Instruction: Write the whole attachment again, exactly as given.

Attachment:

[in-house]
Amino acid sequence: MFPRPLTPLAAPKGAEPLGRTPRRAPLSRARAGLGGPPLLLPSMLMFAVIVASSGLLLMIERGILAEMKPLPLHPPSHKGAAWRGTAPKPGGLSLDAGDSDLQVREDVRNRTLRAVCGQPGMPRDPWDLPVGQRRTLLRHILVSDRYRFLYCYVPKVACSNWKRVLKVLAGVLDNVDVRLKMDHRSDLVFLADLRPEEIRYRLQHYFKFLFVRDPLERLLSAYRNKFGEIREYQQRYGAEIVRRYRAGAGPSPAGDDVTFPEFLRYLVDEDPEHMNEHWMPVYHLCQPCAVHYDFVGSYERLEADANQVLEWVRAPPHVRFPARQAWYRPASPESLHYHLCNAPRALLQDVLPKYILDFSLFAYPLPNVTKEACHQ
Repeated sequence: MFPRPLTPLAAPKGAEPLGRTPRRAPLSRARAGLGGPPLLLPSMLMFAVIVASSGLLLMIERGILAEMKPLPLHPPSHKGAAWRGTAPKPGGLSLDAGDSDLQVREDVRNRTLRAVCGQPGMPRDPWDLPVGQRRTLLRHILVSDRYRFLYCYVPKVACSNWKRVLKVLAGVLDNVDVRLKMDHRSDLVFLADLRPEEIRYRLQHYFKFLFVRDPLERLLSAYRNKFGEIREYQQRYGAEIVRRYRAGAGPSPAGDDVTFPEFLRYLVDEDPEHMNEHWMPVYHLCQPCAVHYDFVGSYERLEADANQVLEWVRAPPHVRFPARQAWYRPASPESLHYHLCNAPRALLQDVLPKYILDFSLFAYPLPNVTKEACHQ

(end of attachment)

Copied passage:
[in-house]
Amino acid sequence: MFPRPLTPLAAPKGAEPLGRTPRRAPLSRARAGLGGPPLLLPSMLMFAVIVASSGLLLMIERGILAEMKPLPLHPPSHKGAAWRGTAPKPGGLSLDAGDSDLQVREDVRNRTLRAVCGQPGMPRDPWDLPVGQRRTLLRHILVSDRYRFLYCYVPKVACSNWKRVLKVLAGVLDNVDVRLKMDHRSDLVFLADLRPEEIRYRLQHYFKFLFVRDPLERLLSAYRNKFGEIREYQQRYGAEIVRRYRAGAGPSPAGDDVTFPEFLRYLVDEDPEHMNEHWMPVYHLCQPCAVHYDFVGSYERLEADANQVLEWVRAPPHVRFPARQAWYRPASPESLHYHLCNAPRALLQDVLPKYILDFSLFAYPLPNVTKEACHQ
Repeated sequence: MFPRPLTPLAAPKGAEPLGRTPRRAPLSRARAGLGGPPLLLPSMLMFAVIVASSGLLLMIERGILAEMKPLPLHPPSHKGAAWRGTAPKPGGLSLDAGDSDLQVREDVRNRTLRAVCGQPGMPRDPWDLPVGQRRTLLRHILVSDRYRFLYCYVPKVACSNWKRVLKVLAGVLDNVDVRLKMDHRSDLVFLADLRPEEIRYRLQHYFKFLFVRDPLERLLSAYRNKFGEIREYQQRYGAEIVRRYRAGAGPSPAGDDVTFPEFLRYLVDEDPEHMNEHWMPVYHLCQPCAVHYDFVGSYERLEADANQVLEWVRAPPHVRFPARQAWYRPASPESLHYHLCNAPRALLQDVLPKYILDFSLFAYPLPNVTKEACHQ